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Denison Journal of Religion

Abstract

"'You Shall worship God on This Mountain': A Theological Reading of Discrimination & Dehumanization at Denison" by Emily Toler

This article examines protests against prejudice on Denison's campus in 2007 through the theological perspectives of M. Douglas Meeks and Jurgen Moltmann. The author argues that these two theologians offer pieces of a theology that can categorize the experiences at Denison during that time. First, Meeks thinks of communities as "households" that are asked to work as loving and supportive families. Meeks also asks Christians to remember the triune God and to use the example of that relationship"three persons in one, all working in community for the love of others"to serve as a model for their own relationships. Moltmann's theology is an eschatological theology of hope. According to him, the promises of God are always out in front of humanity, and it must constantly strive to make those promises a part of life. Human actions should be defined by the ever-present and ever-increasing promises of God. To act in accordance with those promises, is to create the kingdom of God on earth. This means radically redefining the way society functions to value every human life and show it the dignity it deserves. Toler claims that both of these theologies were in use during the time of the protests against prejudice on Denison's campus in 2007, and challenges students, faculty, and staff to continue to allow these theologies to motivate their actions.

"Saving God's Body from Empire: An Analysis of American Empire According to a Metaphorical Theology by Sallie McFague" by Megan Pike

In this article, Pike uses the theology of Sallie McFague to criticize imperialism, particularly its ecological consequences, and to argue for an ecologically minded economy. Under the current empire of free market capitalism, God is a patriarchal figure who legitimates the ruling order. This bestows a false sense of approval on individuals, corporations, and nations that exploit the lowly in order to increase their own profit margin. Sallie McFague believes that the metaphors used for God profoundly influence how people conceive of their relationship with God and the world around them. The current metaphor for God reveals a divinity that is both domineering and detached from the world. This metaphor has resulted in empire and the efforts of humanity to bring everything else"other people and all parts of the world in which they live"into its control. This has created generations who associate being self-serving with being God-like. McFague offers an alternative. She charges people to rework their idea of God by using the metaphor of the world as God's body. Not only does this bring to mind the imminence of God, but it also calls for a responsibility to care for the world and all of its inhabitants. Pike uses McFague's metaphor to propose a new economic model that would be grounded in ecological concerns.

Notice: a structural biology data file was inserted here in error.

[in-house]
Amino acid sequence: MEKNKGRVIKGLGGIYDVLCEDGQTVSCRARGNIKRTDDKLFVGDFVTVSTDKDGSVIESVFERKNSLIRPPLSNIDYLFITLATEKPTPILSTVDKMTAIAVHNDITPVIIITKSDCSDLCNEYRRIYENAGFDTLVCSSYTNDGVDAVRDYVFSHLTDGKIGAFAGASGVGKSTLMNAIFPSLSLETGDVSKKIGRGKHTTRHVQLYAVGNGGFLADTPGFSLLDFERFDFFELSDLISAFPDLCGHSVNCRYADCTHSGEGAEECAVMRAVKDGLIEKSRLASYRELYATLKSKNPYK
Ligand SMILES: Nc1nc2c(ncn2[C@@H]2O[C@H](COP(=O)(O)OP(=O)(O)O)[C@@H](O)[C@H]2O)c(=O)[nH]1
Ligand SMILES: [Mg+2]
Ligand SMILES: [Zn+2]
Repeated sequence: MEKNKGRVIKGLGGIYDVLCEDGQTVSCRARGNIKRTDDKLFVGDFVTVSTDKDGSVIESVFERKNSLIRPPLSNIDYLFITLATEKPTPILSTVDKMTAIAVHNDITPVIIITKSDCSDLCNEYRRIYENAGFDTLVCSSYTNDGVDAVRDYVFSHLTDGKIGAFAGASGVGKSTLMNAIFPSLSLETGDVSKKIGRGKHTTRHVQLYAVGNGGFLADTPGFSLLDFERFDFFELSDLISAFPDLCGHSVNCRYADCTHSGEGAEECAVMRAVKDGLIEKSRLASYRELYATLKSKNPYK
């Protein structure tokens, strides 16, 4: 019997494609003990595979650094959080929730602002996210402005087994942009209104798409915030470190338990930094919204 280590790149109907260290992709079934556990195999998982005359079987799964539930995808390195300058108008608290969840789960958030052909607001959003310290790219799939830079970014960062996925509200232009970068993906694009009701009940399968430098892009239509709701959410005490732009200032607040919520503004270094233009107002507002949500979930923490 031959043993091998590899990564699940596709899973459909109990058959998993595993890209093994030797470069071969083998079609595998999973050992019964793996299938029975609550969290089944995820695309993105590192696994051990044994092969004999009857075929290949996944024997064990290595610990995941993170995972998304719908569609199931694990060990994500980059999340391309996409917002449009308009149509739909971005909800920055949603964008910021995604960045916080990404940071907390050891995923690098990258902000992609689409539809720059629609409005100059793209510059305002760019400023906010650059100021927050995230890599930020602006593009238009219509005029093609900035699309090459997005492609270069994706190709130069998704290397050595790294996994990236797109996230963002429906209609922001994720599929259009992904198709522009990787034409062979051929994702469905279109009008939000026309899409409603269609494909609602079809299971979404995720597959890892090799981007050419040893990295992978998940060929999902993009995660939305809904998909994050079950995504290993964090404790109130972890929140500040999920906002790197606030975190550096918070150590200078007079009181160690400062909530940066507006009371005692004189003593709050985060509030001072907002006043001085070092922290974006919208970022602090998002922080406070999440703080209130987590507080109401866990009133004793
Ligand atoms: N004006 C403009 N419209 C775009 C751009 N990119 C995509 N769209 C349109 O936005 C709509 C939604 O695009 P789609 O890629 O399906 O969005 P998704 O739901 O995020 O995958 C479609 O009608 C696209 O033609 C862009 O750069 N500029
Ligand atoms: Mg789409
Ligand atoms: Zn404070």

"Cardinal Bernardin: A Framework for Consistency" by Katie St. Clair

This essay illuminates the tension that exists for many religious people as they consider the appropriate amount of overlap between their personal convictions and public, often political, decisions. Bernardin was the former Archbishop of Chicago and a member of the Second Vatican Council. He made recognizable efforts to enact the doctrines of Guadium et Spes, the Pastoral Constitution on the Church in the Modern World. This document is famous for its declaration that the Church's aim is to "read the signs of the times and interpret them in light of the Gospel." Bernardin exemplified this notion by writing extensively on the many public justice problems that posed ethical and moral dilemmas for contemporary Catholics. While the Catholic Church has often faced criticism for being inconsistent in its ideology (liberal on the death penalty, immigrant rights, and universal healthcare, and conservative on marriage, contraception, and euthanasia) Bernardin attempted to unite the Church's stances by linking all of them to the dignity of life. His primary concerns dealt with technology (medical advancement,) peace (war and weaponry, and justice,) quality of life, and poverty. St. Clair argues that Bernardin's example of encouraging Catholics to live their faith by advocating for policy is one that cannot be ignored.

"Re-Imaging Modern Jewish Theology: A Closer Look at Post-Holocaust Theology" by Rebecca Grimm